Post the summer move to NYC, I found myself resting in the bed of my new apartment sublet: head pressed against the back wall and feet touching the opposing wall. My room is cozy, to say it sweetly, and after two days of experiencing New York living for myself, I decided to restore my faith in ample square footage and visit a popular SoHo Pop-Up exhibit: Raquel's Dream House on 79 Greene St.
Arriving promptly at 11am (anticipating a line around the block since Gigi Hadid visited the day prior and the exhibit was closing soon after), I was met with an empty, 3 story apartment display all to myself.
The idea behind the whole concept was as such:
What kind of room is possible?
a room that commands
a room that tells a story
a room that defines
a room that quotes
a room that shapes a medium
a room that shapes a support
a room that shapes a subject
a room that shapes a space
a room as state of mind
To quote a line from Ettore Sottsass: “These objects, which sit next to each other and around people, influence not only physical conditions but also emotions. ...They can touch the nerves, the blood, the muscles, the eyes and moods of their observers. ...There is no special difference between architecture and design. They are two different stages of invention.”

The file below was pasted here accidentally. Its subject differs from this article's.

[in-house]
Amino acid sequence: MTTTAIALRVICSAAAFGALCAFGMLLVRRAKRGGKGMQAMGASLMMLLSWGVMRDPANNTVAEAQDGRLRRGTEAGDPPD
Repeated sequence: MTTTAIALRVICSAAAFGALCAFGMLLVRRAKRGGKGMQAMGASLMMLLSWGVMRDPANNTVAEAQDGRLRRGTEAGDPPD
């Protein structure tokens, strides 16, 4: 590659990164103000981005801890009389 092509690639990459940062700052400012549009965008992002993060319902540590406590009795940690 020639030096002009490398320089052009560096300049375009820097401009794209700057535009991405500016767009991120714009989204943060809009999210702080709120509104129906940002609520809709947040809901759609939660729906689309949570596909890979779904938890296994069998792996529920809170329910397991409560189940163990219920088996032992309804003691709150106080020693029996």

An adventure of mixed tenses and reconciled opposites, Raquel’s Dream House coheres in the materia prima of design. Design conceived as an alchemical vocabulary for working and inhabiting. A room as a way of seeing.
The first floor operated more like a gallery display, with art populating the walls and decorative Daniel Buren pillars presenting an "Urban Light" LACMA-esque photo-op.
Heading upstairs on the colorfully painted stairs had to be my highlight (typical), pre-selfie in the groovily pink mirror. Come to think of it, there were many mirrors speckled about the space.
Many of the rooms put together funky seating with even funkier art objects. Think fuzzy wall hangings, life-sized pictures of interiors, and the most beautiful designed piece that really puts the ~table~ in table tennis.
The space attracted a lot of light - whether pouring in the higher the floor or concocted by quirky, artificial fixtures.
I found myself pulled towards these rooms and pieces in particular, probably because colorful things have a magical magnetism on me.
While there was "seating" aplenty, this was more of a visual dream house than a livable one.
This house had it all: from meta-interior decoration to man caves. To keep myself from nestling into the couches and never leaving, I decided to devour the space with my camera instead.
And if you wanted to take away more than just photos of furniture, there was a little tchotchke sectioned that rivaled the famed gift shops of art museums everywhere!
In a city known for it's cramped and crumbling quarters, it was quite refreshing to explore this sprawling architectural playground.